Grit and finish

If you looked back over my Google searches from Monday, you’d find that I’d spent much of the day feeling sorry for myself. I searched for “causes of nosebleeds”, “itchy soles of feet” and “nutritional information cadburys twirl”. It wasn’t the most joyous of days. Except, obviously, for the discovery that there is an actual website called

I trudged forlornly to WeightWatchers, expecting the worst. Although I’ve kept exercising, my eating’s been diabolical and the Hen Weekend was an opportunity for calorific sins, both venial and mortal. I took every one of those opportunities. I’m up a pound, which isn’t as bad as it could be. Still. Over the course of the last 3 meetings, I’ve gained six and a half pounds. Not good enough.

If Project Connor had a Project Manager, it would probably be the lovely Cuneiform (I think he’s had other names in previous posts). He’s the one who got me running in the Phoenix Park. He’s the one who got me swimming.

I met Cuneiform late on Sunday and we revived an old tradition – the run along the beach in the moonlight. He was firm with me. He seems to have picked up on the fact that I’m not a finisher.

If you’ve known me for a long time, you know I don’t have a great track record with finishing stuff. My worst six months of secondary school were the last six months, where there was a genuine danger that I wouldn’t finish school. The same could be said of my Bachelor’s degree (to a greater extent) and of my Master’s (to a lesser extent). I can’t tell you how many times I’ve considered not finishing this PhD. My last great weightloss attempt was unfinished too. I may have lost 5 and a half stone. But I was still 5 stone overweight. But instead of keeping on losing weight, I put on eight stone. Eight stone. That’s over 100 pounds.

Since the start of Project Connor, I started the 100 push-ups programme three times and never got more than a third of the way through. I haven’t reached a single weightloss goal. I started a marathon that I didn’t finish.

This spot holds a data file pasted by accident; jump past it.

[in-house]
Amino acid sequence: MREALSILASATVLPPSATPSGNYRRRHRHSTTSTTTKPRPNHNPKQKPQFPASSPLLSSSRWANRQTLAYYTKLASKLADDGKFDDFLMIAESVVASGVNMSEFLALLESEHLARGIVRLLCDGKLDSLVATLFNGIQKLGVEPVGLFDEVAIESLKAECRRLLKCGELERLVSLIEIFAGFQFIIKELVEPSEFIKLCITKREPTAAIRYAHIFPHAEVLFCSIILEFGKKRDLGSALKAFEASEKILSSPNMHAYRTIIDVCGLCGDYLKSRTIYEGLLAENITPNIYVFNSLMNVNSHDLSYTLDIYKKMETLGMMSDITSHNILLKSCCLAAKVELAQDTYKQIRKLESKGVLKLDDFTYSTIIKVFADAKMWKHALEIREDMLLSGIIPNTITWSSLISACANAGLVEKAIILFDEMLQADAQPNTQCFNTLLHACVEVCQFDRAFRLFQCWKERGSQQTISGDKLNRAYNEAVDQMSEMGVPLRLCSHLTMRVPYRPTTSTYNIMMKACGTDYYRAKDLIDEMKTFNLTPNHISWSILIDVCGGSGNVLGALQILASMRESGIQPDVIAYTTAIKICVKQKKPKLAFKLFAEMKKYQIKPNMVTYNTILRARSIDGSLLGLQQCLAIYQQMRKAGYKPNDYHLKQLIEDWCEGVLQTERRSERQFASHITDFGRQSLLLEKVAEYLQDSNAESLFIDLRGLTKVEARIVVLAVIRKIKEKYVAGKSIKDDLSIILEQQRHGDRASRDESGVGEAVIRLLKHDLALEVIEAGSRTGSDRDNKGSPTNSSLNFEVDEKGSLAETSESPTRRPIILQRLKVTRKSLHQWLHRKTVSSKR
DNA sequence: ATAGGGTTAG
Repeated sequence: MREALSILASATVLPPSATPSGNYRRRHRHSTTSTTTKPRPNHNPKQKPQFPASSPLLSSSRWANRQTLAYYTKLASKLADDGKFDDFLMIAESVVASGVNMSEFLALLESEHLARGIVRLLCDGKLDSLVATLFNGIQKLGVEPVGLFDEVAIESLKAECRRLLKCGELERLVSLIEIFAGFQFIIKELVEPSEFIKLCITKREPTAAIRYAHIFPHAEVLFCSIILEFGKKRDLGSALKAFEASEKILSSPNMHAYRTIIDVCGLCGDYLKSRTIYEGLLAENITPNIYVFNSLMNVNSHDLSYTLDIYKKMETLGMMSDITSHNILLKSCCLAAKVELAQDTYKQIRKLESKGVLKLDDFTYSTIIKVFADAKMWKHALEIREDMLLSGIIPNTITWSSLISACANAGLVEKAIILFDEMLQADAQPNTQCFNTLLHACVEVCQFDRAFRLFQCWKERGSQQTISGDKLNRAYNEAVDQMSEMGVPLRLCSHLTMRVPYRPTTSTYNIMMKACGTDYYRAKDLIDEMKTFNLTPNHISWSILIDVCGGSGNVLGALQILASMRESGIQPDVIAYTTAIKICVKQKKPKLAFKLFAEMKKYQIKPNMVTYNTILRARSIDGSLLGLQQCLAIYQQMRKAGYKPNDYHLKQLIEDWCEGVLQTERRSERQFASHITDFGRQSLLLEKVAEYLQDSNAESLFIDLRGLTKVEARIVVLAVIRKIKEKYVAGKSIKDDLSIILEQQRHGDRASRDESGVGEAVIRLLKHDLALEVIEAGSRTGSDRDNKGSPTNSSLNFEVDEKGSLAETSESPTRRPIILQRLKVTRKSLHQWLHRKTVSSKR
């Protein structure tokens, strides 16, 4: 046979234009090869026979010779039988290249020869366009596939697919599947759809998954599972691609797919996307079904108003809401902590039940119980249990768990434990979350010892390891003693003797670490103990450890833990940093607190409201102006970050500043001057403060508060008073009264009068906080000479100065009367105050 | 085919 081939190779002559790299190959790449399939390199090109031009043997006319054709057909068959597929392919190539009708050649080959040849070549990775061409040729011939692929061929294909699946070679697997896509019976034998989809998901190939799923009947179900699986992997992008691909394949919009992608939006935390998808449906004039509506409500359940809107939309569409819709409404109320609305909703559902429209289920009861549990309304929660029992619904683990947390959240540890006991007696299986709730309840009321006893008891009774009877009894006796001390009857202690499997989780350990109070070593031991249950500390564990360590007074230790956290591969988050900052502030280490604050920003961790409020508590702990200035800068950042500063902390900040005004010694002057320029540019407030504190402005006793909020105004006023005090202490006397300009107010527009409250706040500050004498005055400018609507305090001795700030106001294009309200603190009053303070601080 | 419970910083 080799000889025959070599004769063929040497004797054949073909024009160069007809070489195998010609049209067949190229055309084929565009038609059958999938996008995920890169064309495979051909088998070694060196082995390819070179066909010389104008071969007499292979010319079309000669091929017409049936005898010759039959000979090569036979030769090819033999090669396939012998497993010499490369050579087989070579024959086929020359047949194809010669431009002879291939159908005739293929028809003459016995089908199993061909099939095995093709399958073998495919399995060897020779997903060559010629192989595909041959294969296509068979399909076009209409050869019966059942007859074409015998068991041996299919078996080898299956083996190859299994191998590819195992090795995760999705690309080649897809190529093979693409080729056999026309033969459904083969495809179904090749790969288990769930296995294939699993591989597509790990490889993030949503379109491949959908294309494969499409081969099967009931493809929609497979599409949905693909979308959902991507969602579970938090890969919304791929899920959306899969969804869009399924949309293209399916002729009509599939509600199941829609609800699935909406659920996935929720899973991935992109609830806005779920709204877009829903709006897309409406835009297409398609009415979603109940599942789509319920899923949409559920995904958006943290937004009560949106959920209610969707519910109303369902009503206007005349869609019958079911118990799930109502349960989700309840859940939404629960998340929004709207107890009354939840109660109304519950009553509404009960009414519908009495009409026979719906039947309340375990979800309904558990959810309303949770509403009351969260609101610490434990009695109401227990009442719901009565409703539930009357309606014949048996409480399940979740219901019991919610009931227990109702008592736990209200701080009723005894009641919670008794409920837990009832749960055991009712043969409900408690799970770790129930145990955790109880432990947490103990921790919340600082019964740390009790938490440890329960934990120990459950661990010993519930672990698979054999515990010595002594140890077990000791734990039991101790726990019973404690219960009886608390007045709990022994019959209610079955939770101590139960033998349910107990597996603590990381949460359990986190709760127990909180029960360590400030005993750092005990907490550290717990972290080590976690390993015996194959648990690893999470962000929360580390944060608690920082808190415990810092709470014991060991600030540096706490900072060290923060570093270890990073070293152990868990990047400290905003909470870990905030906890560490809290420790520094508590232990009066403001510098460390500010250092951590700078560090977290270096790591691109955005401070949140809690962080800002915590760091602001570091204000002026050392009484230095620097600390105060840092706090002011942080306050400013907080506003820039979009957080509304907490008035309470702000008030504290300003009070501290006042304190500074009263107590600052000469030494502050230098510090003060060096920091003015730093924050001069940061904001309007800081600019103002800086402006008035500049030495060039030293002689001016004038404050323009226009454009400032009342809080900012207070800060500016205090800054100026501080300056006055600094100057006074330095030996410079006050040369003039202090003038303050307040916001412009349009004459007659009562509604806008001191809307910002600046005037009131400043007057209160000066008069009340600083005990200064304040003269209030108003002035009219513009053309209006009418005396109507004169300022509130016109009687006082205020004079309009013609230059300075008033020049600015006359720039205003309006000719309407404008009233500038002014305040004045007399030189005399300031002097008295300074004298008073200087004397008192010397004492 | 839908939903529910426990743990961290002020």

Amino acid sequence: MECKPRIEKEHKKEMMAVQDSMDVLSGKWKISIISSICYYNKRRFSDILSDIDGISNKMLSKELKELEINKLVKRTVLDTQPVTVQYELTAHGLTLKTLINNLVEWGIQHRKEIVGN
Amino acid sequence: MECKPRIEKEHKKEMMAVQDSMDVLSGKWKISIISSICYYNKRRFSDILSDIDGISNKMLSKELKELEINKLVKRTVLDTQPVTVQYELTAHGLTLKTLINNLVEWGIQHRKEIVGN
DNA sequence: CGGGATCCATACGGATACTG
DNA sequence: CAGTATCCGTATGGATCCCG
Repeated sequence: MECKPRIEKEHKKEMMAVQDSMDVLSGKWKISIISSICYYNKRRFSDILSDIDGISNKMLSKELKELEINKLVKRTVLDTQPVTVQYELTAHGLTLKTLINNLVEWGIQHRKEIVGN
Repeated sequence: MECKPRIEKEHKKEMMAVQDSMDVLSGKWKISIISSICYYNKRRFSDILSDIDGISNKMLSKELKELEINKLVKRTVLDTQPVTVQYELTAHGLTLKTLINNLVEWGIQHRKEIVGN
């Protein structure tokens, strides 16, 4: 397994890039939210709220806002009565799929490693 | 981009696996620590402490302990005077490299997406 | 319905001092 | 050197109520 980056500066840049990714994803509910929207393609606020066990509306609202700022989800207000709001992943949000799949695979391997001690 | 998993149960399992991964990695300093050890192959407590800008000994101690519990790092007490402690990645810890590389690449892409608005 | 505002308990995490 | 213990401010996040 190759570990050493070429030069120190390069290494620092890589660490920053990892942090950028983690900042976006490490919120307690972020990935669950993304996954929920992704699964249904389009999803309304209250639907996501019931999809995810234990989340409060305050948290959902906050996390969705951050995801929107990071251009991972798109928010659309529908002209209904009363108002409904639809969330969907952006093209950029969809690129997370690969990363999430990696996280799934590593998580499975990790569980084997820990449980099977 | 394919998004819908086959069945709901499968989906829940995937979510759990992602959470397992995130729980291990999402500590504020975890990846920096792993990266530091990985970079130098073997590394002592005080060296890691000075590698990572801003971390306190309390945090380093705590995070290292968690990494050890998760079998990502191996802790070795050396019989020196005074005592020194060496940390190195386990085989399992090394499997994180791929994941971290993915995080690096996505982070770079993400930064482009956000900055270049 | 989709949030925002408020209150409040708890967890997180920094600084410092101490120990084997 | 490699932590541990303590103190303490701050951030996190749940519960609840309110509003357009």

I’m not a finisher.

But I will be now. I have some grit. I’ve been off cigarettes for well over 9 months. I’ve kept up the boxing for over six weeks and it’s changing my shape. It really is. But it ends with the undergraduate year in a few weeks.

So I’m going back to running. And I’m going to do it properly. And I’m going to run a 5K in May.

Quite a number of my friends on the Hen Weekend were looking slinky and skinny. The couch-to-5K programme was mentioned more than once. Then I got home, went running with Cuneiform and he too recommended the couch-to-5K. It seems the world is decided. I’m doing couch-to-5K.

Running is meant to be hard. I recently read the book “Run, Fat Bitch! Run!” which says running is hard. And it’s always hard. But hard is good for you.

According to the book, you need to motivate yourself by looking to your inner grit. The author recommends standing in front of the mirror naked and calling yourself a fat bitch. I have to admit that it’s something I’ve done before anyway.

The book claims that running will give me the body of Cameron Diaz, that if I run I’ll have the same glow that pregnant women have and that I’ll be able to wear a mini-skirt after I’m 30. Interesting claims.

But I like the idea of getting in touch with the gritty, tough, weatherbeaten side of Connor. I’m going to tap into Hard Connor. There won’t be any crybabies.

I did the first day of couch-to-5K today and it was good. I’m full of grit. I’ll be able to do 5K in 9 weeks time. I can’t wait to finish.

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